And in this way we saw, with the help of the chart, that the whole process of evolution was covered. And we could also see just where we ourselves stand. We saw that Man, at the best we usually know him, stands in the middle as it were of this whole great evolutionary process, stands at the watershed dividing the Lower from the Higher Evolution. In other words, stands at point 2; and most of us, we saw, we had to admit rather regrettably are considerably below point 2, and many unfortunately barely above point 1. And this gave rise of course to various reflections and considerations, the chief of which was that humanity was something yet to be achieved.

So much for the first lecture. In the second lecture, we studied The Axial Age and the Emergence of the New Man. We saw at once that we were dealing with a greatly reduced time-scale. In the first lecture we were concerned with the whole of the evolutionary process, that is to say with a period lasting hundreds of millions of years, something staggering, inconceivable, which we could hardly imagine. But in the second lecture we were concerned with only a mere, miserable, half-million or so years. That is the length of that period, the period of the history of Man. In terms of our chart, we were concerned with the whole section from point 1 onwards and upwards to point Infinity. And we saw that the whole history of Man falls into four segments of very unequal length: Firstly, there is what has been called the Promethean Age or the Age of Primitive Man, the period during which human consciousness emerged, the period of the discovery of fire, the creation of language, the production of flint tools. The period which saw, also, the first crude beginning of art and of religion. And this period we further saw, and this was emphasised, has lasted for practically the whole period of human history, in fact for the whole period of human history minus the last 10,000 years or at most the last 15,000 to 20,000 years; which means that Man for the greater part of his history has been in fact simply primitive.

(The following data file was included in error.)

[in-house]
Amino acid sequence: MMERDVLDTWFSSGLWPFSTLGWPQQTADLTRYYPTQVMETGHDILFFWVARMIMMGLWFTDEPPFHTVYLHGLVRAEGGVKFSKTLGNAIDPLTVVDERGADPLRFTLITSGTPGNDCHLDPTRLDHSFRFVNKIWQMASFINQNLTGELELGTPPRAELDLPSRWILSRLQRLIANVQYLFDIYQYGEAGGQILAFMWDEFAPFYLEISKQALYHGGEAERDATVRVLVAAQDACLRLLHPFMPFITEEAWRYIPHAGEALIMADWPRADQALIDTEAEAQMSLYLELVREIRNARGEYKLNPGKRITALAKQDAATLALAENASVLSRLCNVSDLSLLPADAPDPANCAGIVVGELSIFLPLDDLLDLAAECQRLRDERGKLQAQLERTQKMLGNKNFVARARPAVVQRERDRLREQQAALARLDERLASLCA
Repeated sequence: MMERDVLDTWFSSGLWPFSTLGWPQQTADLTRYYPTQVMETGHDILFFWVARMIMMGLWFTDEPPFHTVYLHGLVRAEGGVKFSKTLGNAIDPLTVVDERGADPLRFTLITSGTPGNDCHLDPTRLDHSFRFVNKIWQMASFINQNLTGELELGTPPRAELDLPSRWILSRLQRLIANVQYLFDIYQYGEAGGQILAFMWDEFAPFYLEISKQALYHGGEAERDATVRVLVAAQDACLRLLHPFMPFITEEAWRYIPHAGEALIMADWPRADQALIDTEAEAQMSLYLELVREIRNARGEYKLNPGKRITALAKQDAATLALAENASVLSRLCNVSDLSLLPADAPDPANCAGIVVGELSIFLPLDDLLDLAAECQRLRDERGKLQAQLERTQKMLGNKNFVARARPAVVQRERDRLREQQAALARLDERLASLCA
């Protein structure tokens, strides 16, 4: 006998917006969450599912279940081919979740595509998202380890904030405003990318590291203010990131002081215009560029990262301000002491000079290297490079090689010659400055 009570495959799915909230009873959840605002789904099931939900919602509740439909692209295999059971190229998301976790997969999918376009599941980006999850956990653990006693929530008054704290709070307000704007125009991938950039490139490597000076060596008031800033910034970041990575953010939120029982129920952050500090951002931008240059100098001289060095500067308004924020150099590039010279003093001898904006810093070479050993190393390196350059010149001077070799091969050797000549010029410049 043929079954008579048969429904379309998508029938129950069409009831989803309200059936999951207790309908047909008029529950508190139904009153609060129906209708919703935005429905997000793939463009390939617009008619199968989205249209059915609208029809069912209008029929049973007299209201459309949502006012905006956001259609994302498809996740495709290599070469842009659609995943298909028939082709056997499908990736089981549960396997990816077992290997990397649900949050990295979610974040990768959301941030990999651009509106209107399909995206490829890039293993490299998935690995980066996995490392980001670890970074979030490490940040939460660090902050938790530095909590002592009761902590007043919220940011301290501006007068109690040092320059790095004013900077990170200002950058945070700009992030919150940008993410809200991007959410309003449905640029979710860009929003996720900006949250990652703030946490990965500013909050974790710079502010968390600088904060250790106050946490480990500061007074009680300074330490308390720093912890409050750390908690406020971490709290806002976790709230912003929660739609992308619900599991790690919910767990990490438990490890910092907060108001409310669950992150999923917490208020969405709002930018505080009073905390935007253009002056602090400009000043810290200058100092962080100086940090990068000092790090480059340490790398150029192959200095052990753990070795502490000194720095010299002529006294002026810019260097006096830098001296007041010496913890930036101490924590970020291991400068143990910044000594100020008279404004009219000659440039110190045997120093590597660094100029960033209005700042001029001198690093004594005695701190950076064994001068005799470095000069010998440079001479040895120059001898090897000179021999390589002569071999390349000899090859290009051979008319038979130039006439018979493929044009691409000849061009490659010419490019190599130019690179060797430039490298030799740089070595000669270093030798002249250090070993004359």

Secondly, we saw the Age of Divine Kingship or the River Valley Age or the Age of Agriculture. During this period, as its name suggests, agriculture developed, Man started settling in towns and in villages, the alphabet was invented, literature and so on, states and empires came into existence, and with them war and peace, and the whole fabric, the whole warp and woof of civilisation as we know it even today, minus modern technology. And during this period, art and religion further developed, and this period lasted just 10,000 years or so.

Thirdly, we came to the Axial Age, and this we saw was the 600-year period centring roughly on the year 500 BC. And it's this Axial Age during which begins the Higher Evolution of Man, the period of the emergence of self-consciousness, of awareness, the period of the emergence Lecture 77 - Art and the Spiritual Life - Page 2 - of individuality, of True Man, or individuality in the true sense, the period of the emergence of the New Man.

Fourthly and lastly, came the Age of Science and Technology, the age in which we are at present living, which began, we may say, from some 500 years ago.

Now in the last lecture we were concerned, out of these four Ages, mainly with the Axial Age, and we saw that this term `axial' derives from Hegel through Jaspers, and denotes the idea of an axis running through the whole of human history. And for Jaspers this axis is the whole spiritual process which took place in the world between the years 800 and 200 BC. Jaspers, we saw, like many other scholars and students of history and human culture before him, was struck by the intense spiritual ferment which characterised this whole period, practically throughout the world: In China, it was the period of Confucius and Lao-Tzu.

In India, of the Buddha, Mahavira, and the Upanishadic sages.

In Persia, the period of Zoroaster.

In Palestine, of the Hebrew prophets.

In Greece, of Socrates, Plato, and a whole galaxy of other great outstanding geniuses.

And we saw further that all these figures in different parts of the world, arising during this Axial Age, had something in common: all were individuals, all stood out and still stand out from the mass of humanity. All are New Men, all had started, to a greater or lesser degree or extent, on that process of the Higher Evolution of Man. So that the Axial Age is in fact the age of the Emergence of the New Man. And we closed by covering some of the characteristics of that New Man. We saw that he was distinguished from the Old Man, the man of the lower evolution, by five characteristics, principally: By self-consciousness or awareness By true individuality By creativity By aloneness By frequent unpopularity.

And these characteristics we examined in some detail.

---oOo--- Now we come tonight to the subject of Art and the Spiritual Life. And I must apologise for the length of ...